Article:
How did programs important to the neuromuscular community do during this year’s appropriations process?

National Institutes of Health (NIH) – $47.08 Billion: Medical research is vital as we continue to develop therapies for the neuromuscular community and the work done at the NIH is critical to this effort. We are excited that the NIH received approximately $47 billion this year to ensure that they can continue conducting high-level medical research. The NIH contains twenty-seven different centers and conducts groundbreaking research, clinical trials, and more, including work to understand neuromuscular diseases and develop treatments. Below is how two of these important NIH centers faired in this year’s appropriations process.

  • National Center for Advancing Translational Sciences (NCATS) – $928 Million: Within the NIH, the NCATS conducts research and supports activities to translate important basic scientific discoveries into the clinic, including for neuromuscular diseases. As a leader of the NCATS Alliance, which fights for expanded funding of NCATS, MDA is delighted to see continued strong support in the amount of $928 million from Congress for NCATS and looks forward to continuing our leadership of the Alliance.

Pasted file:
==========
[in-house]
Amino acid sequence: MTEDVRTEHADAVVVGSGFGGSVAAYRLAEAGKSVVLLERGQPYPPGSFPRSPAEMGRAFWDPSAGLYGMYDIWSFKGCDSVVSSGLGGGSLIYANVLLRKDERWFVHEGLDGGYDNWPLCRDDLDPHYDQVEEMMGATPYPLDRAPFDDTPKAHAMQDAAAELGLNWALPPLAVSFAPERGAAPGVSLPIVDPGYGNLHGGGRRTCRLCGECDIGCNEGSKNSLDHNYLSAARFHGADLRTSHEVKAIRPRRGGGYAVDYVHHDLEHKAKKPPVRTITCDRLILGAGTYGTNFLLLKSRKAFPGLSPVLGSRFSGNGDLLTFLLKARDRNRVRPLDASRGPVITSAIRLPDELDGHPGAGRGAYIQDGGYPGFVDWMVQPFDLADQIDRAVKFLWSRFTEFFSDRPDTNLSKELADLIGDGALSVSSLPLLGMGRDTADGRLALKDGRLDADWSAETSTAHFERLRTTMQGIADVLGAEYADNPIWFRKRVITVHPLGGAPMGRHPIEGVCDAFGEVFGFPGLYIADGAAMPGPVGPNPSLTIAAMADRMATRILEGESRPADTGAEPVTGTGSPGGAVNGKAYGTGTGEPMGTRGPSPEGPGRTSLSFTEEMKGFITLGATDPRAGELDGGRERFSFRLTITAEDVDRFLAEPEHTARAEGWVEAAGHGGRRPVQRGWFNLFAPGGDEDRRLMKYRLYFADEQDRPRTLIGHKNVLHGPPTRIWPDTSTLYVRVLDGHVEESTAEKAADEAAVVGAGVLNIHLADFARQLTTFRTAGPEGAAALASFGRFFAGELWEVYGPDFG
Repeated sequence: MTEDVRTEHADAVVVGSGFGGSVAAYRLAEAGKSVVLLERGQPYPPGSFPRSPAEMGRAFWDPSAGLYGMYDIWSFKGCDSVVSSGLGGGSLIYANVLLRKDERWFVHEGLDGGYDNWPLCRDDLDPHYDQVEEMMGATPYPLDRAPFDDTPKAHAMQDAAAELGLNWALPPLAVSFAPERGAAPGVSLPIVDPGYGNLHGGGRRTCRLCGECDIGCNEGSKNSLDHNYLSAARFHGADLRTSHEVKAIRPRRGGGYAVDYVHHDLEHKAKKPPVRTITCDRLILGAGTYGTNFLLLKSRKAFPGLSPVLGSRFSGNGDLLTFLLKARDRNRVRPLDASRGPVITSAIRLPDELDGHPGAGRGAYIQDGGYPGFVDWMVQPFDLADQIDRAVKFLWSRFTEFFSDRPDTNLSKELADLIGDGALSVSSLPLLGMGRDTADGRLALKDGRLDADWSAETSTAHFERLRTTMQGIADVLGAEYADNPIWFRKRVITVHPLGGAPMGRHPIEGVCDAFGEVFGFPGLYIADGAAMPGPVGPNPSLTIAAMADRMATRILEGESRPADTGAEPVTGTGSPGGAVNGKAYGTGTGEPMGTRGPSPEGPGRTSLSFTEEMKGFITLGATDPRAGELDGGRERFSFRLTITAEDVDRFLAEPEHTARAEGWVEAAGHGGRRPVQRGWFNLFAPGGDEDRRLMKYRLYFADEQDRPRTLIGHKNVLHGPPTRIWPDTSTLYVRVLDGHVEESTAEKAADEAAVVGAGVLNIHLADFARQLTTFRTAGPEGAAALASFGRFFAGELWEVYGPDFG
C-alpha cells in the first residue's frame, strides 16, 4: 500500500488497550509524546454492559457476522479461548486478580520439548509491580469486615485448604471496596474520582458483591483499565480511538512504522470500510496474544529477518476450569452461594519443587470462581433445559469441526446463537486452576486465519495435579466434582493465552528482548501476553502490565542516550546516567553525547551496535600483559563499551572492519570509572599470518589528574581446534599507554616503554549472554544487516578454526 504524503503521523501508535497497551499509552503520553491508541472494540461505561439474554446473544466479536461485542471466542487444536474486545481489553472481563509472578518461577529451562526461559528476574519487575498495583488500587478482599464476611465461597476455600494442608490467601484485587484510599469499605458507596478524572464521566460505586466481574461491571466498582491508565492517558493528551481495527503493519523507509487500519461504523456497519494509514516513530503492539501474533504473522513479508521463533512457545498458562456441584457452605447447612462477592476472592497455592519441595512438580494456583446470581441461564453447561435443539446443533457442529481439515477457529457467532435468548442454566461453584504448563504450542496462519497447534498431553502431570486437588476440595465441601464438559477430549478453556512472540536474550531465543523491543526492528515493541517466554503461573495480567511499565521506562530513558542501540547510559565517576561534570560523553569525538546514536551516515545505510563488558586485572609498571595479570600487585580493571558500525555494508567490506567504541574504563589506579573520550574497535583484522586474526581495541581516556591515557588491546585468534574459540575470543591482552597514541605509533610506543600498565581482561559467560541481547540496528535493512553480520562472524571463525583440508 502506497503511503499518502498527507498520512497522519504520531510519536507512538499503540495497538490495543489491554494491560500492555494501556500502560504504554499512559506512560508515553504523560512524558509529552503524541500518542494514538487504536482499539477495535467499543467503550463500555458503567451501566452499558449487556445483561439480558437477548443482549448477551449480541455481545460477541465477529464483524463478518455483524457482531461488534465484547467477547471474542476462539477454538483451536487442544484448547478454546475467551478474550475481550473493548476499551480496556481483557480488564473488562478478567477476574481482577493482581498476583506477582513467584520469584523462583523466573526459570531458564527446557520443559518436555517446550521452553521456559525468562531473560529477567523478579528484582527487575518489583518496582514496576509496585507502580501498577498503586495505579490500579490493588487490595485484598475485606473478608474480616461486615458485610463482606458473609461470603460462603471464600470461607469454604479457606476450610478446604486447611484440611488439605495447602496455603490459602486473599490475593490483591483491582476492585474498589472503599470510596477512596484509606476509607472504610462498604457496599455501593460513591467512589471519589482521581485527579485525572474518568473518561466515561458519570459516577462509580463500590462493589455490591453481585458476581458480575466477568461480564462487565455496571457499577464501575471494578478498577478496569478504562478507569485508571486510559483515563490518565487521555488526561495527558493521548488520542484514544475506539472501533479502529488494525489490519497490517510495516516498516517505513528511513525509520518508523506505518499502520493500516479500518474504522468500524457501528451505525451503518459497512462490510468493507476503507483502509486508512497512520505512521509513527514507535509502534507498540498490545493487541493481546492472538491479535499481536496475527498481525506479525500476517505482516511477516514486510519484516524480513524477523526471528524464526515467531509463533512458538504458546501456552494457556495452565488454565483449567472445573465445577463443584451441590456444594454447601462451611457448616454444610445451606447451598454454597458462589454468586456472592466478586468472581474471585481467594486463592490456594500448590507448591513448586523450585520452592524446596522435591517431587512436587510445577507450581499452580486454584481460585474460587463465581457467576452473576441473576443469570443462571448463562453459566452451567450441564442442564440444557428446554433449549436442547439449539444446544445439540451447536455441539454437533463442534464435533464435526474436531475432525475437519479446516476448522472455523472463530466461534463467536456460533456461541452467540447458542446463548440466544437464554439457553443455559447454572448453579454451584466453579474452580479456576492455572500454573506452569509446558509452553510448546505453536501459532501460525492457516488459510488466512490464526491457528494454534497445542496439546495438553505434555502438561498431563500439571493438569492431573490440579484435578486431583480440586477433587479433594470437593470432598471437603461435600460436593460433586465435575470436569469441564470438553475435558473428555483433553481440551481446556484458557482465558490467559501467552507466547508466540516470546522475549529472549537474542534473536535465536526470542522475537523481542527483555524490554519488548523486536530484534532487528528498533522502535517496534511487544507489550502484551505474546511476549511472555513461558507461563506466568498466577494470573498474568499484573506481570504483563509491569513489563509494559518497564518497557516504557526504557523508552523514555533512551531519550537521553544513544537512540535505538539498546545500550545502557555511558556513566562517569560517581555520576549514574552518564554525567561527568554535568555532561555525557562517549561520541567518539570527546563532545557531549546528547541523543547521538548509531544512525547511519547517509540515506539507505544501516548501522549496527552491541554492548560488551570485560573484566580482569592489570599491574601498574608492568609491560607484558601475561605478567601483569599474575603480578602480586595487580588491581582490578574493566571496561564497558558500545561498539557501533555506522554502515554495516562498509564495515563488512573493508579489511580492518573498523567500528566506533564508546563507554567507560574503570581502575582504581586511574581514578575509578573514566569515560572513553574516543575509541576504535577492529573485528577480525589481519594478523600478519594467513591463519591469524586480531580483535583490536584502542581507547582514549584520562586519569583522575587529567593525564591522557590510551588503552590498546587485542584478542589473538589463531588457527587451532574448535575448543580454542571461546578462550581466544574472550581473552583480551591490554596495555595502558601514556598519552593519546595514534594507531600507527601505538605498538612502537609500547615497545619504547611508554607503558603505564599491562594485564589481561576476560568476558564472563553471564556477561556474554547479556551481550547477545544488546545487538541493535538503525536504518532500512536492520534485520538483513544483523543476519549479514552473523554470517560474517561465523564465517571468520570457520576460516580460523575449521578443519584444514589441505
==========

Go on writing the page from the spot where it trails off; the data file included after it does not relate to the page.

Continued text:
• National Institute of Arthritis and Musculoskeletal and Skin Diseases (NIAMS) – $685 Million: NIAMS is dedicated to supporting research into the causes, treatment, and prevention of arthritis, musculoskeletal diseases, and skin diseases. Some neuromuscular diseases fall into the musculoskeletal category and are part of NIAMS activities. We are excited that NIAMS received $685 million in funding from Congress that will allow it to continue its crucial work.

Was any funding included for ACT for ALS implementation?

ACT for ALS Implementation – $75 Million: We are pleased to see a strong commitment from Congress to continue to fund the ACT for ALS’s Expanded Access Grants program, with $75 million in this year’s federal appropriations process. These grants fund access to investigational ALS treatments for people living with ALS who cannot participate in clinical trials, while also supporting research on treatment safety and ALS progression. Additionally, at least $5 million was appropriated for the Rare Neurodegenerative Disease Grants Program at the Food and Drug Administration.